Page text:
Here a few of my favorite projects from the last few years at the Electronic Frontier Foundation.
Winner of the James Madison Freedom of Information Award for Digital Access.
The Atlas of Surveillance is a massive mapping and data journalism project that aims to show what police departments are using which surveillance technologies, from drones to face recognition to real-time crime centers.
The project is a partnership between EFF and the Reynolds School of Journalism at the University of Nevada, Reno. To date, more than 600 students and volunteers have contributed research to the crowdsourced project.
- WIRED: A New Map Shows the Inescapable Creep of Surveillance
- BUSINESS INSIDER: This interactive map shows you whether police departments near you are using facial recognition, drones, body cameras, and other surveillance tech
- EZDNET: EFF’s new database reveals what tech local police are using to spy on you
The Foilies: Recognizing the Year’s Worst in Government Transparency
In 2015, I founded “The Foilies,” EFF’s annual tongue-in-cheek awards for public agencies and officials who violated Freedom of Information laws, ridiculously redacted documents, or otherwise stymied the public’s right to know what the government is doing in their name. Each year, I co-edit The Foilies, which is syndicated in alternative newspapers around the United States.
Spot the Surveillance VR
A 2018 Journalism 360 Challenge Winner
Spot the Surveillance is a virtual reality experience that trains users on how to spot common police technologies in an urban environment. Using 360 photography, this cross-platform, open-source project transports users to the Western Addition neighborhood of San Francisco, where a young Black resident is having an encounter with police. There are 7 types of surveillance that users must find and identify.
- ENGADGET: The EFF’s VR experience helps users spot surveillance device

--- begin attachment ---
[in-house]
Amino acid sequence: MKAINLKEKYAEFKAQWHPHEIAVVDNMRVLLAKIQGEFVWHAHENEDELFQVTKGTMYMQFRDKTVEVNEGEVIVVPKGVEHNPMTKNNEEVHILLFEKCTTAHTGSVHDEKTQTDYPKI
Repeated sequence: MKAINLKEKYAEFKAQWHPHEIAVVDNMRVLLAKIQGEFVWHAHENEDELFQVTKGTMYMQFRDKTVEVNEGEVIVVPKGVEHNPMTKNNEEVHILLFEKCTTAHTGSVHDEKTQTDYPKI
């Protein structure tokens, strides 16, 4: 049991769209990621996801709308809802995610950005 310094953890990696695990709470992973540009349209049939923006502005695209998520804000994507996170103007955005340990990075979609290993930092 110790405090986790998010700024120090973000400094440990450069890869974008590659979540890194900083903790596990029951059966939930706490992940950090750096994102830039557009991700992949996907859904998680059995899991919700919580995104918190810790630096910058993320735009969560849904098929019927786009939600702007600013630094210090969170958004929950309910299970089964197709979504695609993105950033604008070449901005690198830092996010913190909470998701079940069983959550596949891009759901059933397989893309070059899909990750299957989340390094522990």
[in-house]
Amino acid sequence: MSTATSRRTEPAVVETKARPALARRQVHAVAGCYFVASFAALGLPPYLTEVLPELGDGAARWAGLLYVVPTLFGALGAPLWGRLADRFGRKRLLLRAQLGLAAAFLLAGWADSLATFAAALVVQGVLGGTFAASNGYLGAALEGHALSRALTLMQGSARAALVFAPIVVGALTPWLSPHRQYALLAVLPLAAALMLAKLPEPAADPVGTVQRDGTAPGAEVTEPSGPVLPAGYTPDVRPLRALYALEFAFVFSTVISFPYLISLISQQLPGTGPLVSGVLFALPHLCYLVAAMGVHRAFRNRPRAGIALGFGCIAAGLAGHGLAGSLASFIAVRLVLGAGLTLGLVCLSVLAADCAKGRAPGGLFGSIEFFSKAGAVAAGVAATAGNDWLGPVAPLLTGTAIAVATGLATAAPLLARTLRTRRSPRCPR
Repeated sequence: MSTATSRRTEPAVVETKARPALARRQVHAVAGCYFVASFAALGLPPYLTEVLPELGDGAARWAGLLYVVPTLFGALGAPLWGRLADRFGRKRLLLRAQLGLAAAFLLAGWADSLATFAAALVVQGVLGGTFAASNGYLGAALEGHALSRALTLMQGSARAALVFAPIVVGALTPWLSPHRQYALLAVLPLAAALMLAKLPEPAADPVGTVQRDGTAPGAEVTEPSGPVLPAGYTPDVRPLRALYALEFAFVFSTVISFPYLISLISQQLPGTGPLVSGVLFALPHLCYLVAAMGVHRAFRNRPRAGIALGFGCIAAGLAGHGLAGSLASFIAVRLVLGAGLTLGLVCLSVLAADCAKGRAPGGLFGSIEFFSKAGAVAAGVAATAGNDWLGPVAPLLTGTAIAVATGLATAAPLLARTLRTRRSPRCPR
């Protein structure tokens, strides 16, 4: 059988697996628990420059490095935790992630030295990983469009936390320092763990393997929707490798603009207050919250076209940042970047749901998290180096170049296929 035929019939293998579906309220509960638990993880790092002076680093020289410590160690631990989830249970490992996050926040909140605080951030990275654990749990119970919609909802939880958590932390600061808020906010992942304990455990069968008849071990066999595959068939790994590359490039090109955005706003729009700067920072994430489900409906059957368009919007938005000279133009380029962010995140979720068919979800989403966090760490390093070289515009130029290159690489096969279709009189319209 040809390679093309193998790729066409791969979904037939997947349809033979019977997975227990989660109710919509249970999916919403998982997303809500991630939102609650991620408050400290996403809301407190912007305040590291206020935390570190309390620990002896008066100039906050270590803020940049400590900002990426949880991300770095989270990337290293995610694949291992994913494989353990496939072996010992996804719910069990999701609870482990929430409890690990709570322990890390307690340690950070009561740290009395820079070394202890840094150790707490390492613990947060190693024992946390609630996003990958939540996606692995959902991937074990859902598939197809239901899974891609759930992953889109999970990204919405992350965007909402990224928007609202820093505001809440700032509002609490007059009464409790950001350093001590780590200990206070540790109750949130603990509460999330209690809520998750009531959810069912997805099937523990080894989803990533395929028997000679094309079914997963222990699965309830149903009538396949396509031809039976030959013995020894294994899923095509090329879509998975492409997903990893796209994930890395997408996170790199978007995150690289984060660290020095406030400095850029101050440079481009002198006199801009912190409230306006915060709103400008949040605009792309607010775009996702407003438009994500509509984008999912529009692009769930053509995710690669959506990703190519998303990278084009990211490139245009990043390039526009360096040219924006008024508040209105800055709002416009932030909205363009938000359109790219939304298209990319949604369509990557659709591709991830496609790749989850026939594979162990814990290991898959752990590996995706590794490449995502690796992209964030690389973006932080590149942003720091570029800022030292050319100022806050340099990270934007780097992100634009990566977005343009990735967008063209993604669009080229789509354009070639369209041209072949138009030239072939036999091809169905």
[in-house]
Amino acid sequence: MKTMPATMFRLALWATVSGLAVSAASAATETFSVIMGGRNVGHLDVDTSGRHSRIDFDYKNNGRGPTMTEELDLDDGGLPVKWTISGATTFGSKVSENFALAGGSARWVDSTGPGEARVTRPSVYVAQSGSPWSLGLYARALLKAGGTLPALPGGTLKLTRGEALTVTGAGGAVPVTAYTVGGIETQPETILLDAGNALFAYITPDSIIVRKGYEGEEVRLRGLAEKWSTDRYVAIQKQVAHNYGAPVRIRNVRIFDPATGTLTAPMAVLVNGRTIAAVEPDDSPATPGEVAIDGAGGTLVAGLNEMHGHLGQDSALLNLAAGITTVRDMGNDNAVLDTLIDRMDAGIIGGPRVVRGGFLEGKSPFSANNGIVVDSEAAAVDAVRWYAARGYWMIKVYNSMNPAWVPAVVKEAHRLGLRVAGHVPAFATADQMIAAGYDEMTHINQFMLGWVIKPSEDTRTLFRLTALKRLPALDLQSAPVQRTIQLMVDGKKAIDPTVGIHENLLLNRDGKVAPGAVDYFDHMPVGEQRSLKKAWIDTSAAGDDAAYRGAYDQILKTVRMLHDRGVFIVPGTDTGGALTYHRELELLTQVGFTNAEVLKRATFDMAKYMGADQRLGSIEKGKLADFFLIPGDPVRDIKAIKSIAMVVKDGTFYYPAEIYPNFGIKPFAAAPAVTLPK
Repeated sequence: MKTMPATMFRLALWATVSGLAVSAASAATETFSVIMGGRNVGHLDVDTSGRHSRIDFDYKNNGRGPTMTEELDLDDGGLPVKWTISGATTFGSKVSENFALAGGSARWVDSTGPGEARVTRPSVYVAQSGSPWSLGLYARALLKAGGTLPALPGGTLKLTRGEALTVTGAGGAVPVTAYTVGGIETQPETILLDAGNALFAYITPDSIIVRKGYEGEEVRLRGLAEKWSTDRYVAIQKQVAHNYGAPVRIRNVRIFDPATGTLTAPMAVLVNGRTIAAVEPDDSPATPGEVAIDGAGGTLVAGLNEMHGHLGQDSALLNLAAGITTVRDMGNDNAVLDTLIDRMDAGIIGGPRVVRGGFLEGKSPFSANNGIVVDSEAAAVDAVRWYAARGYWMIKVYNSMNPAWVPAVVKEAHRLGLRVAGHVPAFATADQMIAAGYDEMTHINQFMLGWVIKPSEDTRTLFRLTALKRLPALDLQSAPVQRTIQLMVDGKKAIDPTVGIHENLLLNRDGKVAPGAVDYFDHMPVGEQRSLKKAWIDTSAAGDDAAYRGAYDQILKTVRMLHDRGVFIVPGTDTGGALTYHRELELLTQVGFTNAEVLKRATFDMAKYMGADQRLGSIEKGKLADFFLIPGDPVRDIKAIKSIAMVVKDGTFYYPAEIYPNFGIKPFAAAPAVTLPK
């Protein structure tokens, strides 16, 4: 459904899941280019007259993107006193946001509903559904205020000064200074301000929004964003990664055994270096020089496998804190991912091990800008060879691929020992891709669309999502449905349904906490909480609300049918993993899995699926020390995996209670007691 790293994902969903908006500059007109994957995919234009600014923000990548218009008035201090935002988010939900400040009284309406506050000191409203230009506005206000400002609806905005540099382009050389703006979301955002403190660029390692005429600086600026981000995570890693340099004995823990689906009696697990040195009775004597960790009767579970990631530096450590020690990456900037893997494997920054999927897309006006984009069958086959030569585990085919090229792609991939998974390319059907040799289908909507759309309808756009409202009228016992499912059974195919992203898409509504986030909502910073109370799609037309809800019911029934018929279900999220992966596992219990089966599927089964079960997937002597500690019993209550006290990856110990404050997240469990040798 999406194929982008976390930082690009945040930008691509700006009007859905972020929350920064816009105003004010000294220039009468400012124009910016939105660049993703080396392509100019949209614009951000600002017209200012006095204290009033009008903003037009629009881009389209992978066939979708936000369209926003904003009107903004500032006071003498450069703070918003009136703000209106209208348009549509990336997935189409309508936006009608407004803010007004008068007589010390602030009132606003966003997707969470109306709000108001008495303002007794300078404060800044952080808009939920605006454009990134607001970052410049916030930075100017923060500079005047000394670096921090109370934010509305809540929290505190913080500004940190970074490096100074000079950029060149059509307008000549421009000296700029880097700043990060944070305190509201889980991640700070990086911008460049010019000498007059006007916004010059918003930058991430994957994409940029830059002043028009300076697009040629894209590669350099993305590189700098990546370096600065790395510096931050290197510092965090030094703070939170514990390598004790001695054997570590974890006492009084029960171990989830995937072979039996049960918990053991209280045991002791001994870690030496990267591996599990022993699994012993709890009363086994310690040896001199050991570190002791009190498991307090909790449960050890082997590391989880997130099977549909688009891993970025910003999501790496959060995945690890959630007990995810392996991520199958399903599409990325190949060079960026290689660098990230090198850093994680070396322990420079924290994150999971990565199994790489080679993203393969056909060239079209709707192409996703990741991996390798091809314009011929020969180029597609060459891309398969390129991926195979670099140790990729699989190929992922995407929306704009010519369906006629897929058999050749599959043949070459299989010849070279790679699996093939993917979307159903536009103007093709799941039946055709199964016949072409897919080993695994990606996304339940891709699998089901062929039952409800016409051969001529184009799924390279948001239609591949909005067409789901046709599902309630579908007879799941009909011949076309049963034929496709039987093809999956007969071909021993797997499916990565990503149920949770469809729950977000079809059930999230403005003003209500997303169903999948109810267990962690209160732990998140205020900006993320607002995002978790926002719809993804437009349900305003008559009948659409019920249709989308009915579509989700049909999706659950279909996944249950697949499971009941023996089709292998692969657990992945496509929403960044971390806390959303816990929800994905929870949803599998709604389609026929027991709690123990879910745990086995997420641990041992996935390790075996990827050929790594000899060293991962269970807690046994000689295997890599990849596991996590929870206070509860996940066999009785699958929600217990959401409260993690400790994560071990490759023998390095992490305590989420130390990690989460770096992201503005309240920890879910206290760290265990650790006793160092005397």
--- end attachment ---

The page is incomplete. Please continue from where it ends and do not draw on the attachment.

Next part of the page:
- VRFOCUS: EFF Unveils VR Tool To Spot Surveillance Devices
- MOZILLA INTERNET HEALTH REPORT: Spot the surveillance with virtual reality
One of the most distressing uses of police surveillance is to monitor First Amendment activity, particularly those engaged in the civil rights movement. In 2020, this work took center stage in the media due to the George Floyd, Breonna Taylor and Black Lives Matter protests.
With my colleagues, we uncovered illegal surveillance of protesters in San Francisco, ultimately leading to a lawsuit and legislative action. I also recorded a training video (above) for legal observers attending protests and developed guidance for journalists covering protests.
- REUTERS: Debate on surveillance and privacy heats up as U.S. protests rage
- CNBC: We don’t know how protests are being surveilled. Here’s why that’s a problem
- NPR Morning Edition: Police Body Cam Footage Is Being Used For Surveillance, Activists Say
Automated License Plate Readers
When I started at EFF, I had no idea that I’d become an expert in one obscure, but particularly odious police technology called “automated license plate readers” or ALPRs.
ALPRs are cameras that police use to document our driving patterns. They use license plates at tracking codes. Sometimes these cameras are attached fixed locations like traffic signals, other times police attach them to patrol cars in order to document whole neighborhoods.
I have filed public records requests with hundreds of agencies nationwide, and my work has been cited in countless news articles and research papers. I have testified numerous times on this technology before the California legislature and my research has been cited in court briefs, all the way up to the U.S. Supreme Court.
- What You Can Learn from Oakland’s Raw ALPR Data
- Data Driven: Explore How Cops Are Collecting and Sharing Our Travel Patterns Using Automated License Plate Readers
- Data Driven 2: California Dragnet—New Data Set Shows Scale of Vehicle Surveillance in the Golden State
- Sacramento County Welfare Division Terminates Automated License Plate Reader Program
- MOTHERBOARD: License Plate Surveillance Company Attacks Nonprofits For Filing FOIA Requests
- SLATE: How ICE May Be Able to Access License Plate Data from Sanctuary Cities and Use It for Arrests
- THE GUARDIAN: California legislation targets police use of license plate readers
Dragon Con – Electronic Frontiers Forums
Inside the world-famous fandom convention, Dragon Con, there is a track that focuses specifically on EFF’s range of issues. For more than 5 years, I participated in panels at Dragon Con and engineered innovative tabling experiences.
Project Secret Identity: A photo booth for cosplayers to defend the need for online anonymity.
TARDIS Congressional Callbox: A full-sized TARDIS replica, where instead of calling the Doctor, attendees could use a phone to leave a pro-net neutrality message for their members of Congress.
Giant Diceware Passwords: We designed a system for attendees to create strong passwords using giant, inflatable 20-sided dice and words lists inspired by Star Trek, Star Wars, Harry Potter, and Game of Thrones.